And outside of that, in terms of apps, as you can probably tell, I’m not actually a huge app lover. Like I try to actually use as few apps as possible to keep expenses down, and every app that you install is actually another point of failure. I would say those are like the main ones. Now, once you start branching out a little bit, there’s other apps that you can use to improve your business but those are the core ones that I think every single business should have.

How can eCommerce sellers improve their conversion rate?

The biggest thing that you can do, really, is to redesign your website for conversions. I’ll give you a couple rules that I follow. Every single page on your website should just have one objective, and one objective only. So for example, on your homepage, that one objective should be to click to view a list of products. On your product page, the only objective should be to click on the “add to cart” button. On the shopping cart page, the only objective should be to go to checkout. If you design your site in a way that funnels people to a single objective, that will drastically improve your conversion rate.

Now in Amazon land, it’s really about the images and your copy. So, I mean, these are all skills that are acquired over time, but your images have to be great. When someone is shopping online, there’s no other way for them to judge your product except for the images so take multiple images at different angles.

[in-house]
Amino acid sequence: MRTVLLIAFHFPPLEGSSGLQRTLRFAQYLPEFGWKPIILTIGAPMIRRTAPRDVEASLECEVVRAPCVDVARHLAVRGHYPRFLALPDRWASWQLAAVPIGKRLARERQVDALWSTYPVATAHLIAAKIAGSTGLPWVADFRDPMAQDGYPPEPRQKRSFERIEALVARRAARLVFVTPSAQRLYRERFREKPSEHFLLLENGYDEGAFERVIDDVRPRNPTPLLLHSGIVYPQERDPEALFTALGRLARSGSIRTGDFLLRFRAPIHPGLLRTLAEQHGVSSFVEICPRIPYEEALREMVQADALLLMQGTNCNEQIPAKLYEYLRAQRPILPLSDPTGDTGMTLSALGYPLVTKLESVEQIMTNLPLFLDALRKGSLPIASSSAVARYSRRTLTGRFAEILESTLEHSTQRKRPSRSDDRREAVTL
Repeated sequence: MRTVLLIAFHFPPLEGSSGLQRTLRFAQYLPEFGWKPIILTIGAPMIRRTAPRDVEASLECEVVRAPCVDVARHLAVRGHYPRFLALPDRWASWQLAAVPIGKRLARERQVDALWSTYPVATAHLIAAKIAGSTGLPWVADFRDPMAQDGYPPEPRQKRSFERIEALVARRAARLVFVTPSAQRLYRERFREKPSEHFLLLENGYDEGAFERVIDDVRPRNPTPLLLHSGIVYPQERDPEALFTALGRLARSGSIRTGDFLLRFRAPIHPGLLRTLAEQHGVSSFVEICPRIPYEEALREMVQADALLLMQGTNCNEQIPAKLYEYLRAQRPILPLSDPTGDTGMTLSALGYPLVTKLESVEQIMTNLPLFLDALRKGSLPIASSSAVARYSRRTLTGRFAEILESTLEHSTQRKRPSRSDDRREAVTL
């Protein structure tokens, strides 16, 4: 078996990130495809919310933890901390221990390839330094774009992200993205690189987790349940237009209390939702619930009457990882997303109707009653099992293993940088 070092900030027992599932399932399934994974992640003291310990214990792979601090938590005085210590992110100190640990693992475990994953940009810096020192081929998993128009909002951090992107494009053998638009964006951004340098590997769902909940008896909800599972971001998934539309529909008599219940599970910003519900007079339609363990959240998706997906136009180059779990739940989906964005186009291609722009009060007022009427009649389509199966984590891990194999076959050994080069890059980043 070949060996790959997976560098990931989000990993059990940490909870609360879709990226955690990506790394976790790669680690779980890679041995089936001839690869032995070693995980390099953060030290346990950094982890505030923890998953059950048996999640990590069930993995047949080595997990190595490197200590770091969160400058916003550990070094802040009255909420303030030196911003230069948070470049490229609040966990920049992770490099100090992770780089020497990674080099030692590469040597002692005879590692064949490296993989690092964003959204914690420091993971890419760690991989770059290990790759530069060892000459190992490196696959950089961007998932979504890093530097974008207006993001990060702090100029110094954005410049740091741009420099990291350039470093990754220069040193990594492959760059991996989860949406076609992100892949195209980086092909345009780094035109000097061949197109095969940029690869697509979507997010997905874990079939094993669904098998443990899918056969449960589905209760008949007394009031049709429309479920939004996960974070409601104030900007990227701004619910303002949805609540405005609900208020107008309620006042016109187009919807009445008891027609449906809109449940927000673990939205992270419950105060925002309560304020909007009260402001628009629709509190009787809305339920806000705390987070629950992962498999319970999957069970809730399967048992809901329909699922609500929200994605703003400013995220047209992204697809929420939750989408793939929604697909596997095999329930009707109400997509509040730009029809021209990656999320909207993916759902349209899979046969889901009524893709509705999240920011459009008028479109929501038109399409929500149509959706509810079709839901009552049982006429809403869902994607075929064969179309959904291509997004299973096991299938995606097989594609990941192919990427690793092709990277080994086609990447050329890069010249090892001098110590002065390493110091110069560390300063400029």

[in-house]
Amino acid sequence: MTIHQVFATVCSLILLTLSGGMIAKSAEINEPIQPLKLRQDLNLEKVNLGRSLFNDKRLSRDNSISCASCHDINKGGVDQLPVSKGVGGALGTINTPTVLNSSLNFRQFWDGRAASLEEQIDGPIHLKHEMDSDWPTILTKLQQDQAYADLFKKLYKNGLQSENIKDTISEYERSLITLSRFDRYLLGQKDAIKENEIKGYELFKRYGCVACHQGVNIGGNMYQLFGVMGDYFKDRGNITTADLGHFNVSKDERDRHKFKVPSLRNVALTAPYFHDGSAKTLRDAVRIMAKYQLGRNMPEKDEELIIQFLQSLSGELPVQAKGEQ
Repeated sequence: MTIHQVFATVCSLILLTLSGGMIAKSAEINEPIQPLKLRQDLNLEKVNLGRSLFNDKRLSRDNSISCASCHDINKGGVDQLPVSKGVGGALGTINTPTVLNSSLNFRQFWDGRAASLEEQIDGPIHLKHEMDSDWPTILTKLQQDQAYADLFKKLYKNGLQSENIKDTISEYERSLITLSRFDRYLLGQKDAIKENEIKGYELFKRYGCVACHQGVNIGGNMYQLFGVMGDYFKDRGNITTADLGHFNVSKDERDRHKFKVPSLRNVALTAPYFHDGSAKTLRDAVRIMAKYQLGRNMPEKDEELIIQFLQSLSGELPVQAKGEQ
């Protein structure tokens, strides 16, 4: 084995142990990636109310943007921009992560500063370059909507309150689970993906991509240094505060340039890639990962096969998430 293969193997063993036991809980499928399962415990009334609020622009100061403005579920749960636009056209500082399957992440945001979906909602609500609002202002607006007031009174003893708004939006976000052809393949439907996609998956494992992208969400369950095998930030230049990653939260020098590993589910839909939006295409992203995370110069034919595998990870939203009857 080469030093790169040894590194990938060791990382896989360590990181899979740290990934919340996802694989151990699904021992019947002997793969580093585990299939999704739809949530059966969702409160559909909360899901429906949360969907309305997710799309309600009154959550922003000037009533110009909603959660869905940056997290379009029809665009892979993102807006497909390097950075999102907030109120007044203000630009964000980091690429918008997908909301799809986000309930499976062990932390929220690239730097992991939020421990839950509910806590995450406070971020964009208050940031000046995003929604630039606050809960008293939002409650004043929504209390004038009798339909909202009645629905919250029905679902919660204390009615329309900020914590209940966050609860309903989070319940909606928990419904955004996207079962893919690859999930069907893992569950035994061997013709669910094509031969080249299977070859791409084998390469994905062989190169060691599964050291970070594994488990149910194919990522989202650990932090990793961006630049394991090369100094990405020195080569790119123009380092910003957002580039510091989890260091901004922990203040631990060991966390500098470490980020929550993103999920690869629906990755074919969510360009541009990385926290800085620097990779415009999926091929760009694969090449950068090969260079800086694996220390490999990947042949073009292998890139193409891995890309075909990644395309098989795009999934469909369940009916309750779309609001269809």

What else improves the conversion rate? Trust seals during checkout, testimonials, you know, anything that provides some amount of social proof for whatever you sell will also improve your conversion rate. Those are probably the primary things.

What marketing strategies should sellers use to grow their businesses?

I want to talk about one that not everyone is using, or not a whole lot of people are using, which is content marketing. When it comes to selling online and building your brand, what you want to do is you want to build an audience, right? And the best way to build an audience is to create content that resonates with that audience. So for example, let’s say I sell fishing t-shirts, right? What I want to do is I want to write content that fishermen love to read, and so that way I have an audience of fishermen that I can market my products to. You know, there is like advertising and all that, but I mean, fundamentally you need a long term or a consistent way of bringing in traffic and I would say content is probably the best strategy for that.

What is the number one piece of advice that you give to people looking to take their eCommerce business to the next level?

Actually what I just said was that (laughs). I would say in order to take your business to the next level, you need to be running content and you need to be building a list of some sort, whether that be email or SMS. You need a way to be able to bring people back.

One thing that I focus on with my store is the lifetime value of a customer. So once I get that customer in the door, I’m constantly contacting them on at least a weekly basis, cross-selling them different items that are related to what they bought. Someone who has bought in your store is 65% more likely to buy again. And so once you have that customer, you want to keep them in your database.